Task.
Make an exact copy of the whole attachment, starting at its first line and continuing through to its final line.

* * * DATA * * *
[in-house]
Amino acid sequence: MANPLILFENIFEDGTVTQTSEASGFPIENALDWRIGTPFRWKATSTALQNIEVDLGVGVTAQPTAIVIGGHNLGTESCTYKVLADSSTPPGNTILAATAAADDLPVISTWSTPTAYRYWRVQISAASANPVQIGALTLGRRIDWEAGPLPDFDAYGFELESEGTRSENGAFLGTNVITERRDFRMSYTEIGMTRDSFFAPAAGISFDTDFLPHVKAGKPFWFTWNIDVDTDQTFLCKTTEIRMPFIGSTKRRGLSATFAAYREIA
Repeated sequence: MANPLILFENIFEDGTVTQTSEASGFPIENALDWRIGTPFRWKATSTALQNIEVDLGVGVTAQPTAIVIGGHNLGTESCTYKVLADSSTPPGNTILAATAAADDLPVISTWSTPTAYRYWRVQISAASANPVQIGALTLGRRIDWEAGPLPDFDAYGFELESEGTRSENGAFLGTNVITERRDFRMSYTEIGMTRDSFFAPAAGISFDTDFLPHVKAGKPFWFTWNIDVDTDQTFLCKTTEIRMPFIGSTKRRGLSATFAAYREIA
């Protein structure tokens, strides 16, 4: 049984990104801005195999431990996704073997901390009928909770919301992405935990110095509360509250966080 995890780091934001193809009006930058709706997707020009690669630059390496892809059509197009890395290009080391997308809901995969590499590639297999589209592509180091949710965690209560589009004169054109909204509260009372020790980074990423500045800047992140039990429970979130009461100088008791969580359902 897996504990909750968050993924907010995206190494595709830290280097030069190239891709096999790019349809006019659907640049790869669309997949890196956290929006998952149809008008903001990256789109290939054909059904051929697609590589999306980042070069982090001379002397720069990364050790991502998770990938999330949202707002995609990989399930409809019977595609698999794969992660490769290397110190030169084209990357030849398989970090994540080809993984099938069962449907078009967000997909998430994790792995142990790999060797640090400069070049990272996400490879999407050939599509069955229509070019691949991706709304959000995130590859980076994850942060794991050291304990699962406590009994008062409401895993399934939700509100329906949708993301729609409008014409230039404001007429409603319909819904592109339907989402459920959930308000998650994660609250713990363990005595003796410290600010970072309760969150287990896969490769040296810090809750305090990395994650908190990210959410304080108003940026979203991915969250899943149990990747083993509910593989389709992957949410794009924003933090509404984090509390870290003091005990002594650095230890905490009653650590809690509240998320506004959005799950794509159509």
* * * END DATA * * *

[in-house]
Amino acid sequence: MANPLILFENIFEDGTVTQTSEASGFPIENALDWRIGTPFRWKATSTALQNIEVDLGVGVTAQPTAIVIGGHNLGTESCTYKVLADSSTPPGNTILAATAAADDLPVISTWSTPTAYRYWRVQISAASANPVQIGALTLGRRIDWEAGPLPDFDAYGFELESEGTRSENGAFLGTNVITERRDFRMSYTEIGMTRDSFFAPAAGISFDTDFLPHVKAGKPFWFTWNIDVDTDQTFLCKTTEIRMPFIGSTKRRGLSATFAAYREIA
Repeated sequence: MANPLILFENIFEDGTVTQTSEASGFPIENALDWRIGTPFRWKATSTALQNIEVDLGVGVTAQPTAIVIGGHNLGTESCTYKVLADSSTPPGNTILAATAAADDLPVISTWSTPTAYRYWRVQISAASANPVQIGALTLGRRIDWEAGPLPDFDAYGFELESEGTRSENGAFLGTNVITERRDFRMSYTEIGMTRDSFFAPAAGISFDTDFLPHVKAGKPFWFTWNIDVDTDQTFLCKTTEIRMPFIGSTKRRGLSATFAAYREIA
């Protein structure tokens, strides 16, 4: 049984990104801005195999431990996704073997901390009928909770919301992405935990110095509360509250966080 995890780091934001193809009006930058709706997707020009690669630059390496892809059509197009890395290009080391997308809901995969590499590639297999589209592509180091949710965690209560589009004169054109909204509260009372020790980074990423500045800047992140039990429970979130009461100088008791969580359902 897996504990909750968050993924907010995206190494595709830290280097030069190239891709096999790019349809006019659907640049790869669309997949890196956290929006998952149809008008903001990256789109290939054909059904051929697609590589999306980042070069982090001379002397720069990364050790991502998770990938999330949202707002995609990989399930409809019977595609698999794969992660490769290397110190030169084209990357030849398989970090994540080809993984099938069962449907078009967000997909998430994790792995142990790999060797640090400069070049990272996400490879999407050939599509069955229509070019691949991706709304959000995130590859980076994850942060794991050291304990699962406590009994008062409401895993399934939700509100329906949708993301729609409008014409230039404001007429409603319909819904592109339907989402459920959930308000998650994660609250713990363990005595003796410290600010970072309760969150287990896969490769040296810090809750305090990395994650908190990210959410304080108003940026979203991915969250899943149990990747083993509910593989389709992957949410794009924003933090509404984090509390870290003091005990002594650095230890905490009653650590809690509240998320506004959005799950794509159509």